Yeah, getting stuck. So characters are the hard one for me to talk about because I plan my worlds in great detail before I start writing, in most cases, and I plan my plots in moderate detail. I plot backward, I start with what I want to have happen for a plot cycle; not necessarily the last scene, but, you know, something like this character learns to use the magic, and I've got the scene where it shows that this is working, and then I list a bunch of bullet points underneath. That's my-- And so if you look at my outline, it's like goal, bullet points, goal, bullet points, goal, bullet points-- that's my whole outline.
My characters, I figure out who they are when the book starts, but I do not outline them in great detail. The reason for this is we find that writers tend to fall into two general camps. We have what we call outline writers, and discover writers. Now, discovery writers, George RR Martin calls them gardeners, they like to discover their story as they go. Stephen King says you never start with an ending in mind because otherwise it ruins the book, he just goes and see what happens. They tend to write character really well. In fact if you're reading a good and you go "Wow these characters all feel really vivid and alive", that's probably a discovery writer. If you're-- On the other hand outliners, or architects as George RR Martin calls them, tend to plan everything out ahead of time and because of this they tend to have spectacular plots. If you've got somebody who's got a great plot, it's a page-turner, the great twist at the ending-- that's most likely going to be an architect, but the flaw of this is they tend to have weaker characters; and the flaw over here is they tend to have weaker plots. Terrible endings are a horrible kind of habit of the discovery writer.
Over time I've really tried to kind of mitigate this by letting myself discovery-write my characters to kind of get some more of that living character status, which means I have to have a flowing outline where, once I've started writing my way into the character I will then have to rebuild the outline periodically to match the person they're becoming, which sometimes rips apart that outline quite a bit. The other thing that it requires me to do is I often have to kind of cast characters in a role. Vin is a great example of this, where I actually tried Vin three different times--I posted one of these on my website--with a different personality each time until I got one that would fit the story that I'm telling, and who she was, and I went from there.
And so it's really hard for me to pick out what I do with characters, but if my book is not working it's almost always that a character is not working for me. And this happened with Sazed in book 3 of Mistborn. I wrote this in the annotations, you can go and read it off that. Dalinar, in the original draft of The Way of Kings. When a character is not clicking 100% it is the biggest problem I run into with books, that takes a lot of drafting to figure out what to do. With Dalinar, if you're not familiar with what happened there, is I split him into two people. It always had his son Adolin, but Adolin had not been a viewpoint character, and the problem I was having with Dalinar was that I wanted to present a strong figure for the leader because people though he was going mad, but I also had to have him talk about this madness, and be really worried about it, and so he came on very weak, because everyone thought he was going mad, and he spent all of his time brooding about going mad. When I took the brooding out to his son, and had Dalinar be like "I'm not mad, something's going on, everyone thinks that I'm crazy, but I can deal with this", and had his son go "my dad, who I love, is going crazy", those two characters actually both became more alive, and worked better, than they had with the conflict of "I'm going crazy" being Dalinar's. So, it takes a lot of work to figure these things out sometimes.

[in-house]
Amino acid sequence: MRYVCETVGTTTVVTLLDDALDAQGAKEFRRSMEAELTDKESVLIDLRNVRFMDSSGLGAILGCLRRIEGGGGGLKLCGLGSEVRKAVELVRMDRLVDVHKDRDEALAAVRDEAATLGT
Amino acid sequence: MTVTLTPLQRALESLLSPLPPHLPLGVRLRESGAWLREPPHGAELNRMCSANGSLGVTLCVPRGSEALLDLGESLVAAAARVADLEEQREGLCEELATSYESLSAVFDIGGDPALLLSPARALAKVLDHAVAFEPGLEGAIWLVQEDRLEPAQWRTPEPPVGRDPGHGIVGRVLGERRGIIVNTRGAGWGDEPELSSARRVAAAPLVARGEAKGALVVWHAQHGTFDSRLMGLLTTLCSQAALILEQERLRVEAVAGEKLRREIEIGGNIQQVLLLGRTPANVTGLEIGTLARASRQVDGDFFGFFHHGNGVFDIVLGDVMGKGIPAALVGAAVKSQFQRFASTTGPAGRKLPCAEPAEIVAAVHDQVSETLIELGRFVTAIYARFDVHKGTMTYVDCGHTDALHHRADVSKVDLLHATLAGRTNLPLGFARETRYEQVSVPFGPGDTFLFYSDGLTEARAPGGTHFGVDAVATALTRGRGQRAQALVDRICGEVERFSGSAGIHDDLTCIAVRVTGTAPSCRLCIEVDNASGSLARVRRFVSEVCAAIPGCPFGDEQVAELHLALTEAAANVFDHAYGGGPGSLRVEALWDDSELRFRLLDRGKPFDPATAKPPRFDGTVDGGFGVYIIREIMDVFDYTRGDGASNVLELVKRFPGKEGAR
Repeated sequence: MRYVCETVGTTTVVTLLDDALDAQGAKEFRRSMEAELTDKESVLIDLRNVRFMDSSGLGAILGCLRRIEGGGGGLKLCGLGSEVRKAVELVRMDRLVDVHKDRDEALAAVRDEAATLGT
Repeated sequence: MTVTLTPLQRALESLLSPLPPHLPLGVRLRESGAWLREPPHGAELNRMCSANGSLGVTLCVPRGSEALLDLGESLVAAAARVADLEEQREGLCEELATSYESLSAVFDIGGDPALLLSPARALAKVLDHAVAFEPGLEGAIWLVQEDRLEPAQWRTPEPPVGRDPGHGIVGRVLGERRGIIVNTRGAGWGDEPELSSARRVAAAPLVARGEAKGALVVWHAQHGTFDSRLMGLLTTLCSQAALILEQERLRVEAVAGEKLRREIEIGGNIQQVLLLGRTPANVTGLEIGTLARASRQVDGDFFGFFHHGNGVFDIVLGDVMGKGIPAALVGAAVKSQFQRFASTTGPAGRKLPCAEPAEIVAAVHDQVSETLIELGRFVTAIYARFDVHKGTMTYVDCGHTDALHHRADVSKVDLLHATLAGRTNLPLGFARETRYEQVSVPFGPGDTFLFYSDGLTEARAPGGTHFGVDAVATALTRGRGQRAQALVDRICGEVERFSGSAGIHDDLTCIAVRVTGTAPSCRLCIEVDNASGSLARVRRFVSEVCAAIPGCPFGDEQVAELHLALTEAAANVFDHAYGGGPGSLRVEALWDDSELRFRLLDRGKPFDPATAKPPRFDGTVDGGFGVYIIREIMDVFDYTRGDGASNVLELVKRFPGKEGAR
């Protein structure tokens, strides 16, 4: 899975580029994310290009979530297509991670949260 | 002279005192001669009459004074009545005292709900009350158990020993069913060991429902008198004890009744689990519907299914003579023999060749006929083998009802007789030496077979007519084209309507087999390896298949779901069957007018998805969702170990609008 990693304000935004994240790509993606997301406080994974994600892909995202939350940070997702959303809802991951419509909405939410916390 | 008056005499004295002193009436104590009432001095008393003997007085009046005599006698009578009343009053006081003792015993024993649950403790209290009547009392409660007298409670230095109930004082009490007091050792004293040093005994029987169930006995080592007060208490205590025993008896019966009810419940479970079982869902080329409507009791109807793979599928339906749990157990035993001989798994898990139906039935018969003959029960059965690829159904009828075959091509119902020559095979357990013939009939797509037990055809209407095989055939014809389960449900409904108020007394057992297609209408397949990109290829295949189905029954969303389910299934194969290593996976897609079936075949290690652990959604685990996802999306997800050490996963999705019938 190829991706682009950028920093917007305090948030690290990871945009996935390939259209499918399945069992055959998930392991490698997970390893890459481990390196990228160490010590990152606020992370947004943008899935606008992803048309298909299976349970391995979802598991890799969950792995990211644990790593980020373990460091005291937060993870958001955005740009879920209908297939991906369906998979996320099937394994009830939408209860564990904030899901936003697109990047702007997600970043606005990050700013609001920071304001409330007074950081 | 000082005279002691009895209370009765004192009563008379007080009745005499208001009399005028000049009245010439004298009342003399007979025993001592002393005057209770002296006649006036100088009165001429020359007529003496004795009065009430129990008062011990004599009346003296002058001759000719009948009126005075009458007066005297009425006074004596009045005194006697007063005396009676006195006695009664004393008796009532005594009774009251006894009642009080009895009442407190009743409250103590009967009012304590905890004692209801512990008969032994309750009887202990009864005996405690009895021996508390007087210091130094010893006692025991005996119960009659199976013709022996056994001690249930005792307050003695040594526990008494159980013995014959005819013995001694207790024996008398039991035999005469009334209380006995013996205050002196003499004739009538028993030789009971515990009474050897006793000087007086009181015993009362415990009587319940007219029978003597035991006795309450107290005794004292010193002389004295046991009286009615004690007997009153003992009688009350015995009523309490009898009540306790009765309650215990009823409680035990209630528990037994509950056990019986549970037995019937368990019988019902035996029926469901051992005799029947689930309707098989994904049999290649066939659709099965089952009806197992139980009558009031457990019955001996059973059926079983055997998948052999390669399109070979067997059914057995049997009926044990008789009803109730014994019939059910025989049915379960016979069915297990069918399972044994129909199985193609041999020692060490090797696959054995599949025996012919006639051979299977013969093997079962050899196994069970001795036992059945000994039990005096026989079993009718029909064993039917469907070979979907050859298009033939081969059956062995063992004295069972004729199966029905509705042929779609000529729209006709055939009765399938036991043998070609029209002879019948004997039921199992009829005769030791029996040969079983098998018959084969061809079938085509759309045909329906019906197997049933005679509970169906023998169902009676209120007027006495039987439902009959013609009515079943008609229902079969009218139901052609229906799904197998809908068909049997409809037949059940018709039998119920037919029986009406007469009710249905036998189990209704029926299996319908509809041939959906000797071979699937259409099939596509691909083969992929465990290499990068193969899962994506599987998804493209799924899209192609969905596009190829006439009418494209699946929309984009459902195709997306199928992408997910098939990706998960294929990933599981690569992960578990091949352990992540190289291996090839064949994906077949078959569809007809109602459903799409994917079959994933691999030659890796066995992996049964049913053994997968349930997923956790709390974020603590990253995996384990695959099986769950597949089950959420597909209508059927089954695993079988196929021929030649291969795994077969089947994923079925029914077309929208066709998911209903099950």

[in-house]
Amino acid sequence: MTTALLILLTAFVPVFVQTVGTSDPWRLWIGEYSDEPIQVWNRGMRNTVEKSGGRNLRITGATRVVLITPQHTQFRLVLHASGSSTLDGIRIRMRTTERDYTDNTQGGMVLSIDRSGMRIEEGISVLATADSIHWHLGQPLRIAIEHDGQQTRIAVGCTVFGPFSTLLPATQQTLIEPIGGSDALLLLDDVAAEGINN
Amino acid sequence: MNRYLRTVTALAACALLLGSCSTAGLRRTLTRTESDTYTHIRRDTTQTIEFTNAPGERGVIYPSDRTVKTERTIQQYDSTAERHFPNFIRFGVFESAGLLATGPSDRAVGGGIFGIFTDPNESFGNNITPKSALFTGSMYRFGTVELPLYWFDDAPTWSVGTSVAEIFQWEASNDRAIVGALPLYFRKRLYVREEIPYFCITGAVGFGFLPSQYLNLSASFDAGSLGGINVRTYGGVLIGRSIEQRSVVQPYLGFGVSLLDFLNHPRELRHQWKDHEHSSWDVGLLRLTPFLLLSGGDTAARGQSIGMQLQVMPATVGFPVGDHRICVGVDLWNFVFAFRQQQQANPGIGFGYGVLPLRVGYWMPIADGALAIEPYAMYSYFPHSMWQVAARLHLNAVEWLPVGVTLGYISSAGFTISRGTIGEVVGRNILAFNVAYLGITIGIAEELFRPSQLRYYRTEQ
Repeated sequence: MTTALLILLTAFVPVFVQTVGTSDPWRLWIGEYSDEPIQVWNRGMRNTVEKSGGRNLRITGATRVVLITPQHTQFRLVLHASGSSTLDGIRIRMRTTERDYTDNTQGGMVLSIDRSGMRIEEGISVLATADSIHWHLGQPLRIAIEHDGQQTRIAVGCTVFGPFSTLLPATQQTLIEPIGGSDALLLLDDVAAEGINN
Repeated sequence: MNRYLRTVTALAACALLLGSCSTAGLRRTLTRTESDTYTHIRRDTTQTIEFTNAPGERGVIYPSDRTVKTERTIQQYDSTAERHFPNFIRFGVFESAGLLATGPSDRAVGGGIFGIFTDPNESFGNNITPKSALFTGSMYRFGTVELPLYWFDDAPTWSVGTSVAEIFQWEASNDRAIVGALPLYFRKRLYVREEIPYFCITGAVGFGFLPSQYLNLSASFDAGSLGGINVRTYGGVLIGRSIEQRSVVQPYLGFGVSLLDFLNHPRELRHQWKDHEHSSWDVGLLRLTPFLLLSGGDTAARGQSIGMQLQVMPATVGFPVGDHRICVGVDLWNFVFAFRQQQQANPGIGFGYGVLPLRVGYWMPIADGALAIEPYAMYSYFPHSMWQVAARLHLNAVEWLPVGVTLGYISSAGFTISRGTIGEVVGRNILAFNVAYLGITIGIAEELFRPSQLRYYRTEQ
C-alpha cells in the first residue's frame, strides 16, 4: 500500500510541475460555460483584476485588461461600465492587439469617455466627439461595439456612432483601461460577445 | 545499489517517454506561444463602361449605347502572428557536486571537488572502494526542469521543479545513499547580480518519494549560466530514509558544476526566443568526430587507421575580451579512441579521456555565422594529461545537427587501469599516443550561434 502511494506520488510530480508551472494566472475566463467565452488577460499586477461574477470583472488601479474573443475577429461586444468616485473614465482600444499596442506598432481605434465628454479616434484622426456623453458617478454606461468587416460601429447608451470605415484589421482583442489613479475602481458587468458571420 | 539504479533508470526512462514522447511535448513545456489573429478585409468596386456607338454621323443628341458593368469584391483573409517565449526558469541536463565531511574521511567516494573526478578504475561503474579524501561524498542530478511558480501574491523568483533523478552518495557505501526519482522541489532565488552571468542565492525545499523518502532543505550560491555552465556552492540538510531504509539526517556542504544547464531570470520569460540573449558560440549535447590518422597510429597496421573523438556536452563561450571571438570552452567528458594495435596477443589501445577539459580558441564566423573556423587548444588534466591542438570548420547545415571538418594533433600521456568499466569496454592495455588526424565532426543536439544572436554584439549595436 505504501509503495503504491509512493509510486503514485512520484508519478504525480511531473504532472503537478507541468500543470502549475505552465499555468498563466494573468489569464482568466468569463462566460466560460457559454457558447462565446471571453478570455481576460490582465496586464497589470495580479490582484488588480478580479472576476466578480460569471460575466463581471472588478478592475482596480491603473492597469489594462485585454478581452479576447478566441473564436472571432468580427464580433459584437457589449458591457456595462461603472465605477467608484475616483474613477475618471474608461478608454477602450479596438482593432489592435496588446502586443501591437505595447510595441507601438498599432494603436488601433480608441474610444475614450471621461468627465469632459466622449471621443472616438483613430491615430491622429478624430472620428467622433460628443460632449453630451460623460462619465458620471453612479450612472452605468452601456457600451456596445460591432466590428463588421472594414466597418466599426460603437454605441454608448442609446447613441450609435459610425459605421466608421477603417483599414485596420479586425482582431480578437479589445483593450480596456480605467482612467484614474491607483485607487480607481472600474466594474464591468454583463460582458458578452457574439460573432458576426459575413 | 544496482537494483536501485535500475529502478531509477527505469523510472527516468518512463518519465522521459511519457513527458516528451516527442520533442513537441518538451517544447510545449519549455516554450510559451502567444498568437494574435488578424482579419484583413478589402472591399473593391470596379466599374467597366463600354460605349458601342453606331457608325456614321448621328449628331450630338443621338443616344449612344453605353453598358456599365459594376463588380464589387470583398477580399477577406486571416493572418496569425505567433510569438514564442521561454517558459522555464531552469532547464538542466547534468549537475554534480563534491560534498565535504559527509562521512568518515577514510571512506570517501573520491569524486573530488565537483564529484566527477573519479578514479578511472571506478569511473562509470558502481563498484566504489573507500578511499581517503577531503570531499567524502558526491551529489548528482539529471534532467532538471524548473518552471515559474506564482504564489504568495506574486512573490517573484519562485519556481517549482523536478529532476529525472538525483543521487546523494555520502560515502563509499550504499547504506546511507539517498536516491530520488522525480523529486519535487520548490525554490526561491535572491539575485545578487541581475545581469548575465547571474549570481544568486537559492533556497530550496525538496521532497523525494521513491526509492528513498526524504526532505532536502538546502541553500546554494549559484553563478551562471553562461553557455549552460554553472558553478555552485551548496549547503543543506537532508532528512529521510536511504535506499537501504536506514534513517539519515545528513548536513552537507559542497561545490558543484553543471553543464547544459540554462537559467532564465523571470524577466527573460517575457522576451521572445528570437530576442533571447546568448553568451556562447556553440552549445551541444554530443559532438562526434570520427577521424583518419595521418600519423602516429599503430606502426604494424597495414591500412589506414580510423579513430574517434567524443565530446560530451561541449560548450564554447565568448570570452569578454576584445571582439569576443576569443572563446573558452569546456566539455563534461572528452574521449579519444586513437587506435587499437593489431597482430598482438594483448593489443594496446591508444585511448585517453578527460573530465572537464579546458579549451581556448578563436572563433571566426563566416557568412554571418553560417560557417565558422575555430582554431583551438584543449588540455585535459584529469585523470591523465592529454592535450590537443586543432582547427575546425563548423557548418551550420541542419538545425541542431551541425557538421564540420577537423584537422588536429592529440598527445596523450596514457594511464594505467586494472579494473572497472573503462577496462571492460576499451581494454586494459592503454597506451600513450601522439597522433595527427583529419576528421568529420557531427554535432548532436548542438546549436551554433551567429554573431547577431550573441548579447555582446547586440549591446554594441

We want to know if Adolin is the hottest character.
If Adolin's the hottest character in the entire...?
In the cosmere.
I don't know, Blushweaver's pretty hot. Adolin's pretty hot.
I thought you might go with a Returned.
But the Returned are supernaturally hot, and Adolin is only naturally hot.
With a Returned it's almost unfair.
It is unfair. If you're gonna go without any magical enhancements, Adolin's gonna be up there. He's got personality hotness and physical hotness, so yeah.
Is Adolin's inability to form meaningful relationships important to his overall character arch?
Yes, it is.
Is Adolin going to be an Edgedancer?
That's a RAFO.
Why did Adolin kill Sadeas?
He's young and hotheaded unlike Dalinar.
Is Adolin left-handed?
Adolin is not left-handed.
Was Adolin and Shallan always the endgame, or did you ever shift to Kaladin?
I did shift, back and forth. So, what I do with a lot of my relationships is, I don't usually plan them out. A lot of characterization, I have to leave the characters kind of their own volition. So I write my way into relationships and I write my way into the character elements. I plot my world, my setting, and my plot out ahead of time but I let the characters go where they're going to go. I know some people would rather she made a different decision, but that is the decision that felt right to me going forward.
I've just validated all the Shallarin people on the internet saying, "Aw, he changed his mind!"
I've noticed some similarities between the father-son pairs of Dalinar/Adolin and Mormon/Moroni, was that intentional or did it creep in subconsciously? The M/M relationship is an incredibly powerful one for me and I'm glad to see it pop-up in unexpected places.